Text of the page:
A masterplan, working drawings and planting plans were designed for this property. The house was far from idyllic; it had no garden and the run-down farm dwellings were surrounded by tarmac. A hard and ugly separation from the charming fields and sheep grazing in the meadows beyond added to the challenge. At the back of the site, a hill swept down almost to the house walls and farm buildings, creating a dark narrow passageway.
The masterplan proposed carving into the hillside and rerouting the drive from the front of the house into a loop, to allow better access to a space on the north side for parking, without spoiling other areas with the sight of cars and other elements of practical living. This also allowed more light into the house and created enough space for a new, semi-circular gravel area framed by hedges and shrubs as a proper entrance, leading to the main door of the house on the east side and a small gate opening out onto the south gardens.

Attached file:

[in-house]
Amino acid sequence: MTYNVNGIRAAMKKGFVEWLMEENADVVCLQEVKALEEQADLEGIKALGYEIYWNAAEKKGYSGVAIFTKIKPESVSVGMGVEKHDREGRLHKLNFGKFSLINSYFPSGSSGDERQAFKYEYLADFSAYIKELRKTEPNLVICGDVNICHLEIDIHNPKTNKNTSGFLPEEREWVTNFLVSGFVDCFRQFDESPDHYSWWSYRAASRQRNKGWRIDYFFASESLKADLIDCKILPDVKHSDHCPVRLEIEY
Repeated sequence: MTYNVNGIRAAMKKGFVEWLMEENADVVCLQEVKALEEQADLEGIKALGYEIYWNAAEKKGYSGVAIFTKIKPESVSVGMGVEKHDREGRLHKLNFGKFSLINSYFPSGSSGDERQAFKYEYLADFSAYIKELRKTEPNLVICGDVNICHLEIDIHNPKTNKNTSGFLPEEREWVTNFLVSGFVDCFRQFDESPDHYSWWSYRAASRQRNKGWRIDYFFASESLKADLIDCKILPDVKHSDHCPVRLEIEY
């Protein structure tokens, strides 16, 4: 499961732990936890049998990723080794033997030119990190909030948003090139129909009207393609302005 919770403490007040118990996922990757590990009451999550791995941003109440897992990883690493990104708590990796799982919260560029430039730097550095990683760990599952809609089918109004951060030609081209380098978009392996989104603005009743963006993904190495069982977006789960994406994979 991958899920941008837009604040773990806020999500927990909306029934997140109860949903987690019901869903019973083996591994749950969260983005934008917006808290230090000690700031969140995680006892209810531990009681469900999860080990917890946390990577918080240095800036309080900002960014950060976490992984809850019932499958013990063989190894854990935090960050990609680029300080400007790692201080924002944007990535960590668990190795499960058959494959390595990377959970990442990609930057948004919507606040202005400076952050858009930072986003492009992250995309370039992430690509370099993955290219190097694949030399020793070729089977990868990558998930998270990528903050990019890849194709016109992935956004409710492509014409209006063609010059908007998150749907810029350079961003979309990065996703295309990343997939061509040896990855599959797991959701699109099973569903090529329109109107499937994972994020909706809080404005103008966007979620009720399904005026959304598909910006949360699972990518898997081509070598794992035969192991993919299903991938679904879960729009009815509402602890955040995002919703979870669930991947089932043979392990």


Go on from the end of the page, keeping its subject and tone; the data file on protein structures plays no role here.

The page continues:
The tarmac and concrete around the house were removed, but we maintained the charm and history of the site by keeping to the size of various spaces dictated by the levels and a small area of original cobbled path. To the west of the house, I designed a sunken rose garden, a herb garden and, beyond this, a small kitchen garden. From these gardens, borrowed views now lead the eye into the wildflower meadows and idyllic Devonshire fields beyond.